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Mental health patients whose disorder characteristics fell in the middle ground between neurotic and psychotic disorders have been labeled with “borderline personality disorder.”
Researchers have been focusing on the heightened emotional reactivity in patients with borderline personality disorder, as well as the high percentage of these patients who meet the diagnostic criteria for post-traumatic stress disorder and mood disorders, in an effort to more clearly define the condition.
Research published in Biological Psychiatry by Dr. Anthony Ruocco from the University of Toronto outlines more clearly than ever the patterns of brain activity which may underlie the intense and unstable emotional experiences associated with borderline personality disorder.
The report explores two critical brain underpinnings of emotional dysregulation in the disorder: heightened activity in brain circuits involved in the experience of negative emotions, and reduced activation of brain circuits that normally suppress negative emotion once it’s been created.
“We found compelling evidence pointing to two interconnected neural systems which may subserve symptoms of emotion dysregulation in this disorder; the first, centered in specific limbic structures, which may reflect a heightened subjective perception of the intensity of negative motions, and the second, comprised primarily of frontal brain regions, which may be inadequately recruited to appropriately regulate emotions,” explained Ruocco.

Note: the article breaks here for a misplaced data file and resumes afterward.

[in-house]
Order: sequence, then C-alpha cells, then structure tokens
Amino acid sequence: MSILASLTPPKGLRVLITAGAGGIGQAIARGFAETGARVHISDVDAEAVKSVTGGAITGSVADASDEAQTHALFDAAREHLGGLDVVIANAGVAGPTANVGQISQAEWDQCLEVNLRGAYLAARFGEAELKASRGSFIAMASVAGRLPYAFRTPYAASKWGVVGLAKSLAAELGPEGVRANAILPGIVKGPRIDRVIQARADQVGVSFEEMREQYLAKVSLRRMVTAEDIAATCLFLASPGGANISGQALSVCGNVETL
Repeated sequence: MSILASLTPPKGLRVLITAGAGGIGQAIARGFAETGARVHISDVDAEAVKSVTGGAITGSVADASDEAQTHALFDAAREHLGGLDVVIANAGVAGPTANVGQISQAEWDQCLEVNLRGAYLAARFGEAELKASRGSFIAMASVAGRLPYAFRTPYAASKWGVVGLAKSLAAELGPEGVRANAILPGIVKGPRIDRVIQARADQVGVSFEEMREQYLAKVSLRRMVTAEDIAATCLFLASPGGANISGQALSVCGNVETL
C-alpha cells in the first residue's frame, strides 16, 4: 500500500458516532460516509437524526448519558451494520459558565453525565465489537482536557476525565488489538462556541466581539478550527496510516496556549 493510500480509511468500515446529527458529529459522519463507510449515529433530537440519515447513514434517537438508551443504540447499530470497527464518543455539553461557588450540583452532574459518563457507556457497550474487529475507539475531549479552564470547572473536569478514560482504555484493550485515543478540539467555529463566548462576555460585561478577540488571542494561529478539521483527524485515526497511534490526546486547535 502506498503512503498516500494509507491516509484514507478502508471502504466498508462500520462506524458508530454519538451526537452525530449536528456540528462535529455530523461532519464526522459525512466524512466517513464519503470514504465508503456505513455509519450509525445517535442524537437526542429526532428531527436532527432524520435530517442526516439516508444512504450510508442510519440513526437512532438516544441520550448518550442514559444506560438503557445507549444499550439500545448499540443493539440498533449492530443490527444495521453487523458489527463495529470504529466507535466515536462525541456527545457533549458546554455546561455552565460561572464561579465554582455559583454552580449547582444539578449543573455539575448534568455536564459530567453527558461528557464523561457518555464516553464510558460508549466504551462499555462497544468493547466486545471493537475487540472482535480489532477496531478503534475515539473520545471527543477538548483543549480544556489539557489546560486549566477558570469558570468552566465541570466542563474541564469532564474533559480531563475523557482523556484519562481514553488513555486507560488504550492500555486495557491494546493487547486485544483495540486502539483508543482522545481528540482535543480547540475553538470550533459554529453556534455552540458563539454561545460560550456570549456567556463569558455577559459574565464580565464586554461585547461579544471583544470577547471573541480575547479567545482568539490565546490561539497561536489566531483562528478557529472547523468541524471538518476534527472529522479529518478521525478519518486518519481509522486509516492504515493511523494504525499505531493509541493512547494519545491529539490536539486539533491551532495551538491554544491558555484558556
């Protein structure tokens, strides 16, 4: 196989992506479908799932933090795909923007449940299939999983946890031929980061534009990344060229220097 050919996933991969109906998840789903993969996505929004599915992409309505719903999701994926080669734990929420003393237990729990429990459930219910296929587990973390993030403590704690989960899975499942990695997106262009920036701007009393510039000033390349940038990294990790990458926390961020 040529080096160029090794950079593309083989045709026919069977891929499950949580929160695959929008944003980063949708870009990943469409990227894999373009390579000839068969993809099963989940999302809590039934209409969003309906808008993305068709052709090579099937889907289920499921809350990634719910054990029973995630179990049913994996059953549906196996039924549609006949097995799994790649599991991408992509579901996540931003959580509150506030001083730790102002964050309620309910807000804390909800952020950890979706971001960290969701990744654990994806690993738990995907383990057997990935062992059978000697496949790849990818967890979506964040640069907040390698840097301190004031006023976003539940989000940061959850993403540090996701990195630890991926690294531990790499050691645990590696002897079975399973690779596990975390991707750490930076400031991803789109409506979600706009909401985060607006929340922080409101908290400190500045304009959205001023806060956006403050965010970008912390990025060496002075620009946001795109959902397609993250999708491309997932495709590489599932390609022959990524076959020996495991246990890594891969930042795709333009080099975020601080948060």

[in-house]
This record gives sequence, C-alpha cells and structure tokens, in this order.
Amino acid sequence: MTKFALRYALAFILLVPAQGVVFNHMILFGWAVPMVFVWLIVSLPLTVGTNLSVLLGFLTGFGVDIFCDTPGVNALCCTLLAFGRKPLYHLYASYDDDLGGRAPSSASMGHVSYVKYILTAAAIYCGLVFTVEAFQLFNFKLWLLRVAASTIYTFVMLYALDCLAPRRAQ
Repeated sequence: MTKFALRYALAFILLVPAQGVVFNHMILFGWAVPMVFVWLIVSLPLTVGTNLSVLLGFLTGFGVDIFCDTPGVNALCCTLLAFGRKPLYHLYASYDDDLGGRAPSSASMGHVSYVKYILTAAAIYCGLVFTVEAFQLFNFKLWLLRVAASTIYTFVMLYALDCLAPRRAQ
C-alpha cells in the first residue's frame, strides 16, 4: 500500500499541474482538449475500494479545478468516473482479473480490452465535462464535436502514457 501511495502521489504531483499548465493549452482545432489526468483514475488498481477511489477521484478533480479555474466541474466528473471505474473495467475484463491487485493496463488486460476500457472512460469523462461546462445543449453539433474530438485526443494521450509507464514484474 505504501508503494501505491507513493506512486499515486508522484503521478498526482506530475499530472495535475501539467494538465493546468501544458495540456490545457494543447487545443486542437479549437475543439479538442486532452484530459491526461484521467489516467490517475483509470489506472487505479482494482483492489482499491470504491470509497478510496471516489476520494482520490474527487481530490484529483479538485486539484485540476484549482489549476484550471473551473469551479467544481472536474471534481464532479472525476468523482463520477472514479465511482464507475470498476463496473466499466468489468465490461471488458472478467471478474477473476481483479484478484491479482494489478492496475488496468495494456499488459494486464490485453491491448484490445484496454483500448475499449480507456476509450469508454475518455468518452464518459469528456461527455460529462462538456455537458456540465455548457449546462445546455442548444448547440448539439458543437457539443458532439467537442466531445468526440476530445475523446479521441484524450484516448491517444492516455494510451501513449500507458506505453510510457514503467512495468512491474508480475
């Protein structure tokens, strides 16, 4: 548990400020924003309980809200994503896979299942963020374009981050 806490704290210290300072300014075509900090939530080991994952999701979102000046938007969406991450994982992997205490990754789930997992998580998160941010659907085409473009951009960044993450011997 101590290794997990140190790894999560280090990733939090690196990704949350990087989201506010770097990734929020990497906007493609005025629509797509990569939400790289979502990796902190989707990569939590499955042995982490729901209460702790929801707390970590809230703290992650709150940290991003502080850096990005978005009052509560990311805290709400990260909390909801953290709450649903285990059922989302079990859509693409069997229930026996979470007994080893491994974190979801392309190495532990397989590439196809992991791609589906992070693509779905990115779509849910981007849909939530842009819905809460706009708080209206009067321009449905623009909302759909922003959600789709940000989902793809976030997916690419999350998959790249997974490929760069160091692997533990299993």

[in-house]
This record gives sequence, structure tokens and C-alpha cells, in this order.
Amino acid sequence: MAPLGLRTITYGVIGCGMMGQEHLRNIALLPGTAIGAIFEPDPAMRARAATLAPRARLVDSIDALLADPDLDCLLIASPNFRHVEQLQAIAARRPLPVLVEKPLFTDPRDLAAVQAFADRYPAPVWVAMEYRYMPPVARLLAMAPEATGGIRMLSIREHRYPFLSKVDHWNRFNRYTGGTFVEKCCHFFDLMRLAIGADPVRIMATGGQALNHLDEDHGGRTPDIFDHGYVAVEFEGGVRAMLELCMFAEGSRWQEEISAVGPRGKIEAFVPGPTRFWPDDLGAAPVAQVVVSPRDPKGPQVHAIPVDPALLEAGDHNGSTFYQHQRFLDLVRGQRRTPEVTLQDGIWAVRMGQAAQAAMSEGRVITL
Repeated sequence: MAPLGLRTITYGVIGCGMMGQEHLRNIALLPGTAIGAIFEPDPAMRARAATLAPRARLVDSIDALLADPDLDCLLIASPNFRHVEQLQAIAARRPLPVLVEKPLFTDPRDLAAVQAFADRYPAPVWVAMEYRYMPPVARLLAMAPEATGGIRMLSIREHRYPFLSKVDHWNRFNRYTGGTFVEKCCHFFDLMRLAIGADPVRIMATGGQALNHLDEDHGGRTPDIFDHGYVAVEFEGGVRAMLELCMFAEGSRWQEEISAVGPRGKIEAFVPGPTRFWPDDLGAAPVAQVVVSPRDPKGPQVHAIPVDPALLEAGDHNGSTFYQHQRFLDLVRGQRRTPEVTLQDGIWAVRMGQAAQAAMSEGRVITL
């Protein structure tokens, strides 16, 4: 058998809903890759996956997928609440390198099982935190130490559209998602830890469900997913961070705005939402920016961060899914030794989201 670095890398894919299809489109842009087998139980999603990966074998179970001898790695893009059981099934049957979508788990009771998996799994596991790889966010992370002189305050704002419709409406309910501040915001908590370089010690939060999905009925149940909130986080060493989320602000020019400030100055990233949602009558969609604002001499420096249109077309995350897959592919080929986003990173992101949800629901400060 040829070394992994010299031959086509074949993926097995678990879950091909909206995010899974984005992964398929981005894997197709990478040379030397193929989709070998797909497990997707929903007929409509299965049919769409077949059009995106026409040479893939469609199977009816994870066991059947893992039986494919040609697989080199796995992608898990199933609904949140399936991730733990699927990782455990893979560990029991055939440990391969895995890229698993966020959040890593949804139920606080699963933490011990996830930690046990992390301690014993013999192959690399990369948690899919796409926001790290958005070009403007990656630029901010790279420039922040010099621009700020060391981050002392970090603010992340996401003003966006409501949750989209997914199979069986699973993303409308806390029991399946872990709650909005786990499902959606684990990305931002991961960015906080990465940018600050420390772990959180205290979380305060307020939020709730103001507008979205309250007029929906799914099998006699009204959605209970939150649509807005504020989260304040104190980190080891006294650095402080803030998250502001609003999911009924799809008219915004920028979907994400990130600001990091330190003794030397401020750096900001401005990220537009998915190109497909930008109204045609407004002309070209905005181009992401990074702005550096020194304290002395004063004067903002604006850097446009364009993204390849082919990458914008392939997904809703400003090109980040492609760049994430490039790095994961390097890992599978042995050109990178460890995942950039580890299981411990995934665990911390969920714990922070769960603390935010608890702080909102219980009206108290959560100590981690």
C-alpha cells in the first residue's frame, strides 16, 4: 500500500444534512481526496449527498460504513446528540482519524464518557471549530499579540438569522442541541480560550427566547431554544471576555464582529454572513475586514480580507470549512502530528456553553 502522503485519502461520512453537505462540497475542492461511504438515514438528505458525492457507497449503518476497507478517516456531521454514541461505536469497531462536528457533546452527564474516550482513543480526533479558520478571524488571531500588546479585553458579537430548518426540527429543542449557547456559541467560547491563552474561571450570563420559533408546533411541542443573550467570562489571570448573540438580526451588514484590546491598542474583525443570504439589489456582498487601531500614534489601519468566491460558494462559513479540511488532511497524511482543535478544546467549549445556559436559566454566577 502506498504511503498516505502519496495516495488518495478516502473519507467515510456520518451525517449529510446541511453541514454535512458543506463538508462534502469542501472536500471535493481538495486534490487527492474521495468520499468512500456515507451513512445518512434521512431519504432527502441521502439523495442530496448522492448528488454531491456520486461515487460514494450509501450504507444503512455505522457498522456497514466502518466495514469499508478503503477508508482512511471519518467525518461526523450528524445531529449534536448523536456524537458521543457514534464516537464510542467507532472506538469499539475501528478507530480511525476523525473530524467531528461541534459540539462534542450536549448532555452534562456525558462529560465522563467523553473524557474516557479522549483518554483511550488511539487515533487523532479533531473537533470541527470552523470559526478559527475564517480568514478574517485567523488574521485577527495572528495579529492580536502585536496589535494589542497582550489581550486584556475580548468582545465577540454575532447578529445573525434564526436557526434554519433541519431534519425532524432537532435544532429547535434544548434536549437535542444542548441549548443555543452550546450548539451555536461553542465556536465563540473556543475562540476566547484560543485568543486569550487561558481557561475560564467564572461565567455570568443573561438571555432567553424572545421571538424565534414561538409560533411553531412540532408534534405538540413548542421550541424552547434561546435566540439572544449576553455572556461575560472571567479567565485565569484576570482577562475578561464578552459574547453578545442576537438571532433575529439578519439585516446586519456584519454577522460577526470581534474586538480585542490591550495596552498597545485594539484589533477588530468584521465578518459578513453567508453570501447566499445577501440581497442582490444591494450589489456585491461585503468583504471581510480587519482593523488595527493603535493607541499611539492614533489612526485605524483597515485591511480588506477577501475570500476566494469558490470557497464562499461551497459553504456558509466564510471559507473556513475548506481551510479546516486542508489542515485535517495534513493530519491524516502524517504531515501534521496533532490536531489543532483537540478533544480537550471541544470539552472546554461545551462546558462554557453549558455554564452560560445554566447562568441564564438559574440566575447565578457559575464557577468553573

Basically, these people are creating too much anger and then are unable to suppress it. Now that this unique brain activity has been identified, it could serve to differentiate borderline personality disorder from other related conditions.
“This new report adds to the impression that people with borderline personality disorder are ‘set-up’ by their brains to have stormy emotional lives, although not necessarily unhappy or unproductive lives,” stated Dr. John Krystal, editor of Biological Psychiatry.
Source: MedicalNewsToday, Biological Psychiatry
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